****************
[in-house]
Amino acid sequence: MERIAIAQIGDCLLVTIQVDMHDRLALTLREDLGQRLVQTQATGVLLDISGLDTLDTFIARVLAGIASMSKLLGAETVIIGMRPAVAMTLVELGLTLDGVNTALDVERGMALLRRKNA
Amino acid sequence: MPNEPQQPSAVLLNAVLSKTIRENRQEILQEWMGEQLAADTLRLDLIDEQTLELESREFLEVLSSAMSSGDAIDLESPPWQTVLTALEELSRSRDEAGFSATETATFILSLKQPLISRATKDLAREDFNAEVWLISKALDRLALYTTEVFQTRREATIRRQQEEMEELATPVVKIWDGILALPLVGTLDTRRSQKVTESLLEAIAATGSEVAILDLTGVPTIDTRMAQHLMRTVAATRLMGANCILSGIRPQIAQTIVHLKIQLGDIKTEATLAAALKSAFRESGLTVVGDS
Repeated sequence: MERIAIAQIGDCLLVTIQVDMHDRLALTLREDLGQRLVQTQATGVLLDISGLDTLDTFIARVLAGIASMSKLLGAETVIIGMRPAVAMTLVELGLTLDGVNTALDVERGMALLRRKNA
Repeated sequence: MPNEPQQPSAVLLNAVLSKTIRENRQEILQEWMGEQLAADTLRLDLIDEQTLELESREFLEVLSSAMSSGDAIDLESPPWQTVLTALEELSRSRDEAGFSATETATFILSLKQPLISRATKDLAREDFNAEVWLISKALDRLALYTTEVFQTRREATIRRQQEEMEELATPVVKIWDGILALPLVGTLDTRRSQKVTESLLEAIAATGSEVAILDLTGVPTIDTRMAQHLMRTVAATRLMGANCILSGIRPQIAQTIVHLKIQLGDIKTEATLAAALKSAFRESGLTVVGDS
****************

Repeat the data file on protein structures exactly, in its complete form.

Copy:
[in-house]
Amino acid sequence: MERIAIAQIGDCLLVTIQVDMHDRLALTLREDLGQRLVQTQATGVLLDISGLDTLDTFIARVLAGIASMSKLLGAETVIIGMRPAVAMTLVELGLTLDGVNTALDVERGMALLRRKNA
Amino acid sequence: MPNEPQQPSAVLLNAVLSKTIRENRQEILQEWMGEQLAADTLRLDLIDEQTLELESREFLEVLSSAMSSGDAIDLESPPWQTVLTALEELSRSRDEAGFSATETATFILSLKQPLISRATKDLAREDFNAEVWLISKALDRLALYTTEVFQTRREATIRRQQEEMEELATPVVKIWDGILALPLVGTLDTRRSQKVTESLLEAIAATGSEVAILDLTGVPTIDTRMAQHLMRTVAATRLMGANCILSGIRPQIAQTIVHLKIQLGDIKTEATLAAALKSAFRESGLTVVGDS
Repeated sequence: MERIAIAQIGDCLLVTIQVDMHDRLALTLREDLGQRLVQTQATGVLLDISGLDTLDTFIARVLAGIASMSKLLGAETVIIGMRPAVAMTLVELGLTLDGVNTALDVERGMALLRRKNA
Repeated sequence: MPNEPQQPSAVLLNAVLSKTIRENRQEILQEWMGEQLAADTLRLDLIDEQTLELESREFLEVLSSAMSSGDAIDLESPPWQTVLTALEELSRSRDEAGFSATETATFILSLKQPLISRATKDLAREDFNAEVWLISKALDRLALYTTEVFQTRREATIRRQQEEMEELATPVVKIWDGILALPLVGTLDTRRSQKVTESLLEAIAATGSEVAILDLTGVPTIDTRMAQHLMRTVAATRLMGANCILSGIRPQIAQTIVHLKIQLGDIKTEATLAAALKSAFRESGLTVVGDS